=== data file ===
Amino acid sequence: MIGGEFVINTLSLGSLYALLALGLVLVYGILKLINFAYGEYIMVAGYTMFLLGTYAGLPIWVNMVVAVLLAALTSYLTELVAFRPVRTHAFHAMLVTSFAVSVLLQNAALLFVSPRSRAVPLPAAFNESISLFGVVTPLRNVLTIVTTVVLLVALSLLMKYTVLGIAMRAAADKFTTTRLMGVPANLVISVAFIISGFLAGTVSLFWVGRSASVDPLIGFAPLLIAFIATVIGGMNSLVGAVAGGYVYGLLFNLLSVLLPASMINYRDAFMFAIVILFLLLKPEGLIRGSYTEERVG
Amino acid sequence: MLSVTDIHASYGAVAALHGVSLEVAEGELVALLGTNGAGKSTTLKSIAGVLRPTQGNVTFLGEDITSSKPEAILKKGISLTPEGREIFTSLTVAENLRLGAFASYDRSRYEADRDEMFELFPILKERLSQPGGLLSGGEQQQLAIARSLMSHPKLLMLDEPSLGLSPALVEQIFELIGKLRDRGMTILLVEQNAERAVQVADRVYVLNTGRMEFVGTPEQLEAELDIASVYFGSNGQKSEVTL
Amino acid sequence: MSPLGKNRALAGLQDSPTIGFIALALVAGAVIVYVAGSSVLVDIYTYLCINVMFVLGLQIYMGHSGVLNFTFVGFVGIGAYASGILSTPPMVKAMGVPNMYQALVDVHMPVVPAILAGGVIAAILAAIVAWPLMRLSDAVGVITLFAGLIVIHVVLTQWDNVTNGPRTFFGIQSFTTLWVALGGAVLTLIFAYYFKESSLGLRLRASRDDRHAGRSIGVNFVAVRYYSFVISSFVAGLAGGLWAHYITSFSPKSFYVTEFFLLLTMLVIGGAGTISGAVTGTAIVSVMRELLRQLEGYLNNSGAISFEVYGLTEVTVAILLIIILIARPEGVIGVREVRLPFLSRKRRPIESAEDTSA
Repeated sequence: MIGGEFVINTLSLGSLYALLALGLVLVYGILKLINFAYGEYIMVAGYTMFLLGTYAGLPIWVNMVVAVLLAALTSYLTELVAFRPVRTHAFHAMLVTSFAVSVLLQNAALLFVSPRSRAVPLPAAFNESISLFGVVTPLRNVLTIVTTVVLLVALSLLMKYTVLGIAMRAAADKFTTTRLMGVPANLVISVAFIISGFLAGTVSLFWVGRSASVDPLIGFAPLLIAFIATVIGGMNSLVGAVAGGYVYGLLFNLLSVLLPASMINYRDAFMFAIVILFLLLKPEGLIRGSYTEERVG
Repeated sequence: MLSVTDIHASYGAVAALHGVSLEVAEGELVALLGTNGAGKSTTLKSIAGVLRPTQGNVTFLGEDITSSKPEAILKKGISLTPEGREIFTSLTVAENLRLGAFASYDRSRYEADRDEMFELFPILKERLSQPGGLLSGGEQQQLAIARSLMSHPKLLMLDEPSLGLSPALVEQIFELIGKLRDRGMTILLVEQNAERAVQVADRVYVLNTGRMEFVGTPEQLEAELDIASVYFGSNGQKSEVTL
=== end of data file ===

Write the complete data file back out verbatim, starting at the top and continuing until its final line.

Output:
Amino acid sequence: MIGGEFVINTLSLGSLYALLALGLVLVYGILKLINFAYGEYIMVAGYTMFLLGTYAGLPIWVNMVVAVLLAALTSYLTELVAFRPVRTHAFHAMLVTSFAVSVLLQNAALLFVSPRSRAVPLPAAFNESISLFGVVTPLRNVLTIVTTVVLLVALSLLMKYTVLGIAMRAAADKFTTTRLMGVPANLVISVAFIISGFLAGTVSLFWVGRSASVDPLIGFAPLLIAFIATVIGGMNSLVGAVAGGYVYGLLFNLLSVLLPASMINYRDAFMFAIVILFLLLKPEGLIRGSYTEERVG
Amino acid sequence: MLSVTDIHASYGAVAALHGVSLEVAEGELVALLGTNGAGKSTTLKSIAGVLRPTQGNVTFLGEDITSSKPEAILKKGISLTPEGREIFTSLTVAENLRLGAFASYDRSRYEADRDEMFELFPILKERLSQPGGLLSGGEQQQLAIARSLMSHPKLLMLDEPSLGLSPALVEQIFELIGKLRDRGMTILLVEQNAERAVQVADRVYVLNTGRMEFVGTPEQLEAELDIASVYFGSNGQKSEVTL
Amino acid sequence: MSPLGKNRALAGLQDSPTIGFIALALVAGAVIVYVAGSSVLVDIYTYLCINVMFVLGLQIYMGHSGVLNFTFVGFVGIGAYASGILSTPPMVKAMGVPNMYQALVDVHMPVVPAILAGGVIAAILAAIVAWPLMRLSDAVGVITLFAGLIVIHVVLTQWDNVTNGPRTFFGIQSFTTLWVALGGAVLTLIFAYYFKESSLGLRLRASRDDRHAGRSIGVNFVAVRYYSFVISSFVAGLAGGLWAHYITSFSPKSFYVTEFFLLLTMLVIGGAGTISGAVTGTAIVSVMRELLRQLEGYLNNSGAISFEVYGLTEVTVAILLIIILIARPEGVIGVREVRLPFLSRKRRPIESAEDTSA
Repeated sequence: MIGGEFVINTLSLGSLYALLALGLVLVYGILKLINFAYGEYIMVAGYTMFLLGTYAGLPIWVNMVVAVLLAALTSYLTELVAFRPVRTHAFHAMLVTSFAVSVLLQNAALLFVSPRSRAVPLPAAFNESISLFGVVTPLRNVLTIVTTVVLLVALSLLMKYTVLGIAMRAAADKFTTTRLMGVPANLVISVAFIISGFLAGTVSLFWVGRSASVDPLIGFAPLLIAFIATVIGGMNSLVGAVAGGYVYGLLFNLLSVLLPASMINYRDAFMFAIVILFLLLKPEGLIRGSYTEERVG
Repeated sequence: MLSVTDIHASYGAVAALHGVSLEVAEGELVALLGTNGAGKSTTLKSIAGVLRPTQGNVTFLGEDITSSKPEAILKKGISLTPEGREIFTSLTVAENLRLGAFASYDRSRYEADRDEMFELFPILKERLSQPGGLLSGGEQQQLAIARSLMSHPKLLMLDEPSLGLSPALVEQIFELIGKLRDRGMTILLVEQNAERAVQVADRVYVLNTGRMEFVGTPEQLEAELDIASVYFGSNGQKSEVTL